The pier at Damon’s Point, and the vestiges of the railroad bridge on both sides of the river,
illustrate the damage that storms can create.

One afternoon a few weeks ago, I went to the store to pick up a few items for dinner. To me, it seemed like a normal September day: it felt like rain, and my plan was to prepare a nice meal and enjoy a cozy evening at home. I was startled to find long checkout lines full of tense, hurried shoppers.

Full grocery basket in hand, I settled in for a long wait. I read all of the tabloid headlines within view, then began scanning the carts around me to see what my fellow shoppers were so intent on buying. Was I missing some great sale? Most people had stocked up on bottled water, batteries, and flashlights. They were purchasing canned goods and all sorts of non-perishable foods. The woman in line in front of me turned and looked quizzically at my armload of fresh vegetables and ice cream. “You don’t seem too concerned,” she said. I wasn’t. I didn’t know what the all fuss was about. “We’re going to have a big storm,” she said. “Hurricane Floyd is on its way.”

I rarely pay attention to the weather report. Even the most popular meteorologists admit to being wrong 50% of the time, so I rely on my instincts more than anything else. I’d heard about the destruction Floyd was causing down south, so I reconsidered my groceries for a moment, but decided to take my chances. It wasn’t even raining, let alone stormy. If we were going to lose power, it wouldn’t be for a few hours at least, and I’d certainly have dinner prepared by then. So what if the electricity went out and we had to eat the entire pint of ice cream to keep it from going to waste . . .

When I got home, I gathered candles, matches and flashlights. It was only 4 pm, so dinner could wait awhile. I changed into pajamas, made a cup of tea, and found a comfortable seat on the screen porch to observe the approach of the storm. I’d brought a book with me, but was content just to watch the rain. Normally I would have been working at my computer, but the threat of a hurricane was a good excuse to call it a day.

I like storms — especially the kind that render the roads unsafe and make me reluctant to leave the house. I actually enjoy staying indoors, closing the windows against the rain and wind, unplugging electronic devices to protect them from power surges. I don’t even mind it when the electricity goes out. I’m sure I would feel differently if I resided on the coast or in the flood zone, but living a few miles inland, the only significant danger I face is that of lightning striking or trees falling on the house. I don’t have to worry about the ocean sweeping the foundation away, or the river rising to flood the living room.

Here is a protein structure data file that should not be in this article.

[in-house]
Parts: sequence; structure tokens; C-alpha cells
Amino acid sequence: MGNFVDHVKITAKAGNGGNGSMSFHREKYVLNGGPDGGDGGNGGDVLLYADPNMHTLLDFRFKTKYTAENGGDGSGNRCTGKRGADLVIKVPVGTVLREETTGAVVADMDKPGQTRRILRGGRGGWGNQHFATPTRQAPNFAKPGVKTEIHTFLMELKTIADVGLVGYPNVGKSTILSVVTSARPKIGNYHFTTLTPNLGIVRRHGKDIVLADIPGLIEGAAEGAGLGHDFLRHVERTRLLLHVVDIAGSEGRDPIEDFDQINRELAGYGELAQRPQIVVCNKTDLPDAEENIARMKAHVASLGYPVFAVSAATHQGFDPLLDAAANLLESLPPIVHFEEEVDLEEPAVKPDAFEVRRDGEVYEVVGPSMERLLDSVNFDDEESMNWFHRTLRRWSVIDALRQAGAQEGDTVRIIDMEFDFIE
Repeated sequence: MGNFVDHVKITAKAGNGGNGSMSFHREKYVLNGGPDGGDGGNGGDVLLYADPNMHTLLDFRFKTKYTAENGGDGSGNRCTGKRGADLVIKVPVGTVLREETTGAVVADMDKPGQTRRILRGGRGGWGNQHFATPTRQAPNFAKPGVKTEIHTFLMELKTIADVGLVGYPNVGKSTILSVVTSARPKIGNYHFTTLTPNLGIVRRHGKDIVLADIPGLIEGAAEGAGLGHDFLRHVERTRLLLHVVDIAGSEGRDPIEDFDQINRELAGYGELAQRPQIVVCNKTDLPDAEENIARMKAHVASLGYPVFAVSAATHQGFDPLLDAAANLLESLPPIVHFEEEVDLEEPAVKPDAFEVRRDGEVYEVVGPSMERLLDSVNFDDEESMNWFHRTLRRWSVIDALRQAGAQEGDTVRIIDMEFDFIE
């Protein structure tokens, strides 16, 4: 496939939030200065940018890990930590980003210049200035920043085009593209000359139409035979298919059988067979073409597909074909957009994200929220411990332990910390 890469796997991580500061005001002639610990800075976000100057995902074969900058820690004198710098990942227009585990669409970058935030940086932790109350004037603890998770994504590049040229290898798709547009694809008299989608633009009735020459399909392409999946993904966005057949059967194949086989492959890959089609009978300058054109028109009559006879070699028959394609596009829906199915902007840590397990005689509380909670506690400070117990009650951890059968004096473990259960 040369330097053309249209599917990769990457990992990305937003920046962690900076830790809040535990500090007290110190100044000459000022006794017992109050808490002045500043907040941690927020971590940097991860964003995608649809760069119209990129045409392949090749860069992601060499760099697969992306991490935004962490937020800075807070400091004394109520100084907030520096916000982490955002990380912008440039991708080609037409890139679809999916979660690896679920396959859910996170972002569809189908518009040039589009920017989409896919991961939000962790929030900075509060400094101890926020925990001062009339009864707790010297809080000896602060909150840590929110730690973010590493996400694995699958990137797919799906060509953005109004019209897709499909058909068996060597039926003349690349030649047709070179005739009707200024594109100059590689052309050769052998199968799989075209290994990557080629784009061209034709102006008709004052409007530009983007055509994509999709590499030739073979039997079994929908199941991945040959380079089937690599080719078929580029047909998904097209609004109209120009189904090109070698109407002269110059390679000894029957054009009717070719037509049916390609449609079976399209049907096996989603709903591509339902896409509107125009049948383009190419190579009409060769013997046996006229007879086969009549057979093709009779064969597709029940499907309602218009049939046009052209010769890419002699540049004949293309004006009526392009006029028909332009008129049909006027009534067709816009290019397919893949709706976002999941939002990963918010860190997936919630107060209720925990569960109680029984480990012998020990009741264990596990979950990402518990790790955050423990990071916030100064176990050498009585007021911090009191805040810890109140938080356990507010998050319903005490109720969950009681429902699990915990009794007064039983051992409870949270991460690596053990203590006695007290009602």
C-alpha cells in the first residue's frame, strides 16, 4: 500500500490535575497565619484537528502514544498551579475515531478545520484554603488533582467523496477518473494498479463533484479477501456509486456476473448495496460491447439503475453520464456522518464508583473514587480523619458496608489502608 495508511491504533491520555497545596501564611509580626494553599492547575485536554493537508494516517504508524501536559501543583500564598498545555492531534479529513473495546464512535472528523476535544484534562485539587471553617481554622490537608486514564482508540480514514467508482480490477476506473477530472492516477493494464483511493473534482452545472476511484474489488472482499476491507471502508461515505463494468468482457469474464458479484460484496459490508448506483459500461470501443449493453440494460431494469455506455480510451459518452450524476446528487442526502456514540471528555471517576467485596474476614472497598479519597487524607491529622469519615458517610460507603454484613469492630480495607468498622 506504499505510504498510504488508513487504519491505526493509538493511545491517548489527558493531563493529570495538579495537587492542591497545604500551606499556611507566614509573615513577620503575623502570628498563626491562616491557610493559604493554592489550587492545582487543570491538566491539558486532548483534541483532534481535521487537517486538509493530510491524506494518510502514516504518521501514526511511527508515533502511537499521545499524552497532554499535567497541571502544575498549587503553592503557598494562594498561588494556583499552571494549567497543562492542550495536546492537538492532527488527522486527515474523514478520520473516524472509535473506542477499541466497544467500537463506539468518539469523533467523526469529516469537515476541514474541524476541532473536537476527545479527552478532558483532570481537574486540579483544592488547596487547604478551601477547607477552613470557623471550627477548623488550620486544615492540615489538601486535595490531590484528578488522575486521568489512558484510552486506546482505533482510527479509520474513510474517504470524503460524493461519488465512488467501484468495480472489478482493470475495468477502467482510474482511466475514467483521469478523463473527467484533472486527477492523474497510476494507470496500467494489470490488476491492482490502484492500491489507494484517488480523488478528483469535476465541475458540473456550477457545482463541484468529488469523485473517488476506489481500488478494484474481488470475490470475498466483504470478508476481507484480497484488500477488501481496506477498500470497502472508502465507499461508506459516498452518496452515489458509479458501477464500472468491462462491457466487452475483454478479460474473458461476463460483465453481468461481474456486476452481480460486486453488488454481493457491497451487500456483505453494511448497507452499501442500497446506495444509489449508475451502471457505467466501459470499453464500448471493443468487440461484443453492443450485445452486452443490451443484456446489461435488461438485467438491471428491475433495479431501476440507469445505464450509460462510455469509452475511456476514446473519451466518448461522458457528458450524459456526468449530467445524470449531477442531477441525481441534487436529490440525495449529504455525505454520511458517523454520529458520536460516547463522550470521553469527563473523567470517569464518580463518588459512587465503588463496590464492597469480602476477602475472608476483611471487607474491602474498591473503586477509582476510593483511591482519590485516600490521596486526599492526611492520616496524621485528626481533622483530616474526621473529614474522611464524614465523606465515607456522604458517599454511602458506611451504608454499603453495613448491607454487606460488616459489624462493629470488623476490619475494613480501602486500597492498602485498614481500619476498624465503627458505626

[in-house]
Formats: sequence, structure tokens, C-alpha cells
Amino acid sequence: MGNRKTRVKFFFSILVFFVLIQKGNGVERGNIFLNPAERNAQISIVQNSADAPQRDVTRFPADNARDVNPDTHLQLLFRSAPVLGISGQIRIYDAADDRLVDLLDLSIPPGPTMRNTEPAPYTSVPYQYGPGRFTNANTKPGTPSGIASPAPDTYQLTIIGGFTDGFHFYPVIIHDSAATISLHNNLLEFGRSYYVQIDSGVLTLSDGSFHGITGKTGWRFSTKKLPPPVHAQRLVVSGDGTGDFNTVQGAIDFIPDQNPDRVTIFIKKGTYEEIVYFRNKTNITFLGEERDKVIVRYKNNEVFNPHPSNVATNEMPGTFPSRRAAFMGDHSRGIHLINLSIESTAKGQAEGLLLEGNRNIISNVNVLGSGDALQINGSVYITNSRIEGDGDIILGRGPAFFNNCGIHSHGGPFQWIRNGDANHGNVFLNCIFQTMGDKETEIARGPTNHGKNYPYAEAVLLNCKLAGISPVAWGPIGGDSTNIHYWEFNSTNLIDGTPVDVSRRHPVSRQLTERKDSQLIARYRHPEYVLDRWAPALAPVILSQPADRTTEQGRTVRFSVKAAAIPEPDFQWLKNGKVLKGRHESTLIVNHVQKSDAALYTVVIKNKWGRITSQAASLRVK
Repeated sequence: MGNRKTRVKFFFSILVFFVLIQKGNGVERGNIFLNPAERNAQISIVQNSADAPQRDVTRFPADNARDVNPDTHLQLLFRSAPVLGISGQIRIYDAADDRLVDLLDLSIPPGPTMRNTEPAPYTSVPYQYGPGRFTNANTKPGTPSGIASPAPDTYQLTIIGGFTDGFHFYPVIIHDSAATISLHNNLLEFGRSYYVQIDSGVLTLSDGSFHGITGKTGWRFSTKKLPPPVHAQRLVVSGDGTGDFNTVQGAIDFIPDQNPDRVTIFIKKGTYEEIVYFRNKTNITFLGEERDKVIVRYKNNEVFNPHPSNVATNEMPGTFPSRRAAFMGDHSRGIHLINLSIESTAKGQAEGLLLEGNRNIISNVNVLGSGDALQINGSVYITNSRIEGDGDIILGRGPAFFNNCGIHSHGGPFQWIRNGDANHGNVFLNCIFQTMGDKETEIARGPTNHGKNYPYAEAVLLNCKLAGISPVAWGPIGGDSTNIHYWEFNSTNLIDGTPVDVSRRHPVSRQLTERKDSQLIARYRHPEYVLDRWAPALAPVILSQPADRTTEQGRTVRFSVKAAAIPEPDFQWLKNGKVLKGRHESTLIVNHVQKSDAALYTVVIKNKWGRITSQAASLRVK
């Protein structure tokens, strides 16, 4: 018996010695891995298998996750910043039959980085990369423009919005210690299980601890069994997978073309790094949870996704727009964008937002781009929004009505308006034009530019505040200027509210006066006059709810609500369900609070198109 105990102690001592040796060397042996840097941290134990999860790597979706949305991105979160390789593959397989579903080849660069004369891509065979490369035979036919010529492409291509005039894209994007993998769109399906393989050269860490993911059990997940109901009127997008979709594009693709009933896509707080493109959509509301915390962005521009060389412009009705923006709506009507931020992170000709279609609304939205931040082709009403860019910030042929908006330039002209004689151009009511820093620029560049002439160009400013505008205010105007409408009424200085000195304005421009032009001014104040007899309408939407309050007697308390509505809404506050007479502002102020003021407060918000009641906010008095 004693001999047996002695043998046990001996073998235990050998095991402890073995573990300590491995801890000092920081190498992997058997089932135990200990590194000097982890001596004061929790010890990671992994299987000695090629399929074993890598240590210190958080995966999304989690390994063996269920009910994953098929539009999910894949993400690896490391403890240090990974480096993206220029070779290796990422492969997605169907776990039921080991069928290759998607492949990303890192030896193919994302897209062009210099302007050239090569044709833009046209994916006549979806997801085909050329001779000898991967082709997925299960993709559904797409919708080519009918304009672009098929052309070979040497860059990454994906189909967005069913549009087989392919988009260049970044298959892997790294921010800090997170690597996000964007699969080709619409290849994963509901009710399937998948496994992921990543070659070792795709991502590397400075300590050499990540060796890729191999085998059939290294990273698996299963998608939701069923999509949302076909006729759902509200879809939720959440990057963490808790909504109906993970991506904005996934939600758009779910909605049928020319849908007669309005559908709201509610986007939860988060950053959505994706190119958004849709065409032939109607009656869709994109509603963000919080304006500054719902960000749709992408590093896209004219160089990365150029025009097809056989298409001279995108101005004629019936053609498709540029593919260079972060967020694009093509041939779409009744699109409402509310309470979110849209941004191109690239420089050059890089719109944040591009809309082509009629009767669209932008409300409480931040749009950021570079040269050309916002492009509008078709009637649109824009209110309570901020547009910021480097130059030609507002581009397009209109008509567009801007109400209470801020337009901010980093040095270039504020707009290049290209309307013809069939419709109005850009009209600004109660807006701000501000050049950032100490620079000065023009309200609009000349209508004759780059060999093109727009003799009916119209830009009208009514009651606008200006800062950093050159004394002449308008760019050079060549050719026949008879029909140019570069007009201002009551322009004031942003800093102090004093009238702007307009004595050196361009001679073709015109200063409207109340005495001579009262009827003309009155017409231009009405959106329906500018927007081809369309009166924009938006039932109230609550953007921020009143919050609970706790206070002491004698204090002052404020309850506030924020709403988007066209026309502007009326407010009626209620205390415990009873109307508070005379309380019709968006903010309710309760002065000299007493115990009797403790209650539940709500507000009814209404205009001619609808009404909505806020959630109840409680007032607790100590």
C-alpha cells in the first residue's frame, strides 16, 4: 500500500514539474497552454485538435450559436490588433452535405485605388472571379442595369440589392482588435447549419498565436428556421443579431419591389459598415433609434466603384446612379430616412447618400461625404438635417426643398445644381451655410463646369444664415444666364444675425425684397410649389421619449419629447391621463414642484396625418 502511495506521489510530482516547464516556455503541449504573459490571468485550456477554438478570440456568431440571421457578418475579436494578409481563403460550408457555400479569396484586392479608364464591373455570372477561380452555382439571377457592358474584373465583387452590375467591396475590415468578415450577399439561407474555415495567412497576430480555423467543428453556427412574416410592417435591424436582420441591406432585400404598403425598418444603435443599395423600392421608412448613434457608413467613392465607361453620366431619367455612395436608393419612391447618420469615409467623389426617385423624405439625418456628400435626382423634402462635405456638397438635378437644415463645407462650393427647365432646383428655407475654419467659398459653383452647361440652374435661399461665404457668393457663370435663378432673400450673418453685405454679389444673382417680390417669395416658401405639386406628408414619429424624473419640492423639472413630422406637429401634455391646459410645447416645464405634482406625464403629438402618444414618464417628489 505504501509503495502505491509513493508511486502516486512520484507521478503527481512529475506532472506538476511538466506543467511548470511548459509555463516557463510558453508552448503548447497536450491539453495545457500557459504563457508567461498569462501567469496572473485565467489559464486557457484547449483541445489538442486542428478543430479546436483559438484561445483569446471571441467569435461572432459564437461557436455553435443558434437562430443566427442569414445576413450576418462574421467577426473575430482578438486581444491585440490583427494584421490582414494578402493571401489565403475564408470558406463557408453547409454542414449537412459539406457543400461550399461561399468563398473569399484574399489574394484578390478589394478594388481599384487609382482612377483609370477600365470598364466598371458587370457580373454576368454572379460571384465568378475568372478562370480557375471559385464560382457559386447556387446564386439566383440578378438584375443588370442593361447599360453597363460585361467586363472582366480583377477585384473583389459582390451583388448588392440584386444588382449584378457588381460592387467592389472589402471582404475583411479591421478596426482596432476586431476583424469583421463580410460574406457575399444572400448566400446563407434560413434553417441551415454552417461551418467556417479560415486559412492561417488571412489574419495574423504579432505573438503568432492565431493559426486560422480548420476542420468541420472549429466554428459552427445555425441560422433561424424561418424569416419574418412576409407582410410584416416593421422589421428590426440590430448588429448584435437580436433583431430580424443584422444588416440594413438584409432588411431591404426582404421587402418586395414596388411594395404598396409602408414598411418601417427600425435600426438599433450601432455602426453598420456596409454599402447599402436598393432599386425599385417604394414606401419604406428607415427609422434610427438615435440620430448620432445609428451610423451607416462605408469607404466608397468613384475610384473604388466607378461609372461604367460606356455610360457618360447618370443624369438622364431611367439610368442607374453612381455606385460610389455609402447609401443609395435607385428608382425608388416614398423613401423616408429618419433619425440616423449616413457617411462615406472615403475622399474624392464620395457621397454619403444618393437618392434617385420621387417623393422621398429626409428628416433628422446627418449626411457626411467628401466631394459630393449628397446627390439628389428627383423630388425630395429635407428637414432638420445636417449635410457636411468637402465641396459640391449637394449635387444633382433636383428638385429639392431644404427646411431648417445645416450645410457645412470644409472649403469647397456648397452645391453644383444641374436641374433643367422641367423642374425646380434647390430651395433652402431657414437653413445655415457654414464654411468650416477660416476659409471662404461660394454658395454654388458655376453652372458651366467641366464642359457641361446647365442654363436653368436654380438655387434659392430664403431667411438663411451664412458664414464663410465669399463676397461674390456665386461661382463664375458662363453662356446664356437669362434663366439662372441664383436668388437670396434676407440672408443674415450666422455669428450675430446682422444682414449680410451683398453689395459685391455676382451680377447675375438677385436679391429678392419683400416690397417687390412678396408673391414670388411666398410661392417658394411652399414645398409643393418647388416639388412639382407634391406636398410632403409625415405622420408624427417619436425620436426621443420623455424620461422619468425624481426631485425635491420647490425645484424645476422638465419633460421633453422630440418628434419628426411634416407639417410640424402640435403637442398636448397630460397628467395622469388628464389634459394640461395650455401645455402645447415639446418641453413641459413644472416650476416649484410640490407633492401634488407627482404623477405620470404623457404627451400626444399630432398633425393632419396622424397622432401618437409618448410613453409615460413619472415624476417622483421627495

Culturally, we’ve become entrained always to be doing something: working, returning phone calls, tending to the house, and so on. Our lists of things to do seem never-ending — and there’s always something more to add. But storms, especially when they take the power out, provide us an excuse to do very little — or nothing . . . to slow down and relax.

I can compare it to high school snow days. When I was a teenager, waking up on a winter morning to discover that school was canceled gave me one day of complete freedom. I could sleep in and spend my time as I pleased, but more to the point, having completed my homework the night before, I had no further duties to fulfill for the next day. I could study if I really wanted to, but I was also free to talk on the phone for hours, or read a book, or just nap. These options were always available to me, but being unexpectedly relieved of my usual routine made it much easier to choose relaxation over work.

I’ve only recently recognized that such a choice is always present, that even when there is work to do, I can take a break. Studies have revealed that even the shortest time-outs during the workday make people more productive and efficient. Yet in our race to get everything done, we rarely bother to take care of ourselves. I used to fear that to stop working even for a minute would cause an irretrievable loss of momentum, but I’ve since found that pausing to take a deep breath or two every hour or so yields quite pleasing results. I feel better throughout the day; less rushed, less tense.

Storms should not automatically be dismissed as “nothing to worry about.” Here on the South Shore we’ve seen our share of weather-induced disasters: the 1898 gale that relocated the mouth of the North and South Rivers, the 1917 ice storm that took out Norwell and Marshfield’s Union Street Bridge, the 1939 hurricane that destroyed the Old Colony railroad tracks at Damon’s Point. More recently we’ve seen the homes and natural features of the coastline ravaged by high winds and waters: during the Blizzard of ‘78, for example, and 1991’s No-Name Storm.

Hurricane Floyd was downgraded to tropical storm status before it reached us. Although we felt its strong winds and heavy rains, it made an impact more on our lifestyles than anything else. Whether rushing off to the grocery store to stock up on necessities, or scrambling down to the water to bring the boat in, or cozying into the couch to get some much-needed down time and watch the rain, we were reminded that ultimately — no matter what we do — we are all at the mercy of the elements.

by Kezia Bacon, Correspondent
September 1999

Kezia Bacon’s articles appear courtesy of the North and South Rivers Watershed Association, a local non-profit organization devoted to the preservation, restoration, maintenance and conservation of the North and South Rivers and their watershed. For membership information and a copy of their latest newsletter, contact NSRWA at (781) 659-8168.